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Mindful Eating for Weight Loss


By Autumn Lloyd, MA, Agape Counseling, Ltd.

Have you ever realized just how many fad diets and weight loss advertisements float around the media waves? And, of those, how many have not helped you lose weight? Why, in a technologically driven time with immediacy and increasing access to treatment, have we become the most overweight and obese nation? The answer is surprisingly simple: we don’t know how to slow down.

A recent trip to the 4th annual Obesity Action Coalition’s “Your Weight Matters” convention reminded me of the brilliance of mindful eating. In a convention center, swarming with health care professionals and persons affected by obesity, it was a simple truth that struck me. Those of us on our weight loss journeys do not need MORE information. What we need is to slow down and listen to our bodies. Slow down and be mindful of our five senses, and practice making confident decisions that satisfy what we are really craving.

“If you aren’t hungry when you start eating, how do you know when to stop?”
— Michelle May, creator of the “Am I Hungry?” Mindful Eating Program

So, when you’ve had a bad day and that second bowl of ice cream is tempting to soothe your woes, stop and ask yourself, “What am I feeling? What do I need right now?” If the answer is ice cream, then the plan is simple. Use a table, plate, and chair. Don’t sit in front of the television or hide from the embarrassment of inhaling a day’s allotment of calories. When we replace the act of eating with anything other than the purpose of satisfying a physical hunger, we risk no stopping point. Your job is to own your decision. Acknowledge the fact you want to eat the entire carton of ice cream. When we uncouple the knee-jerk decision from other distractions, it’s only then that we can learn if that ice cream is really what we need. My guess is that, when paired with negative emotion, eating becomes a way to hide, to numb, and to not feel. That’s not what food is for. It is not for the purpose of perpetuating the shame cycle.

“If you try to lose weight by shaming, depriving, and fearing yourself, you will end up shamed, deprived, and afraid. Kindness comes first. Always.”
— Geneen Roth

This doesn’t mean we shouldn’t enjoy sweets or treats. What it does mean, though, is that a carton of ice cream in private looks a lot different than enjoying a sweet with a group of friends gathered for a birthday party. Food is wonderful, and meant to be enjoyed. The risk our private selves take in using it for concerns other than hunger leads to shame. If you are being mindful, the question you are asking about the food you are meant to enjoy is this: “Did my choice make me happy and healthy?”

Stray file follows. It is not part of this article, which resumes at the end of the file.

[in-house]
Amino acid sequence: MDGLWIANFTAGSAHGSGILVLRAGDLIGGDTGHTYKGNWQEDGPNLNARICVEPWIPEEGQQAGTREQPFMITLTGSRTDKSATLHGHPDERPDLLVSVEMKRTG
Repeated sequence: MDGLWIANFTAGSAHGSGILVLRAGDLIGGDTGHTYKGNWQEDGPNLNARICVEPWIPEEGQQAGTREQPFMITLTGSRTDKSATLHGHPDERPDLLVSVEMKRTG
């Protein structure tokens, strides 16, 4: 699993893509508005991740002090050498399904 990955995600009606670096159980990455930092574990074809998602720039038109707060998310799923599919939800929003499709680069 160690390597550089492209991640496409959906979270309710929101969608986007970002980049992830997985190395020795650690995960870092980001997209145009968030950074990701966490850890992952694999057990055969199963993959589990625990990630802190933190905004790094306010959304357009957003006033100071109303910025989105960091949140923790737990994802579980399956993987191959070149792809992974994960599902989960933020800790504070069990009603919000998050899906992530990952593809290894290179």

Dawn Jackson Blatner, a speaker at the “Your Weight Matters” conference, presented the picture like this: when we simultaneously acknowledge our inner “health nut” and “wild child,” we allow ourselves to feel fully satisfied at each meal. Research supports this idea of vice-virtue bundling. Systems in our brain fight fiercely in a battle of “want” (instant gratification) and “should” (long-term benefits). The solution is not always doing what we want or what we should; it’s acknowledging and exercising both.

Individuals on their weight loss journey are armed with overwhelming amounts of conflicting information. When we pause for a moment, eliminate distractions, and aim to balance our mental satisfaction with physical wellness, we stop listening to what others tell us we need and what we should do. We become mindful of the choices we are making for our health. Knowledge is necessary. Awareness is crucial. Mindfulness is master. When we start from a place of love, the message you truly hear isn’t condemning, it’s filled with life, and the warmth that comes from savoring every last bite. And that’s some food for thought.

For more information, please contact Agape Counseling at 309-663-2229. They are a group of Christian counselors, social workers, psychologists, and support staff committed to a therapeutic process which ministers to the whole person. Their Bloomington office is located at 211 N. Veterans Parkway, (next to Krispy Kreme). They also have offices in Peoria and Morton. Visit: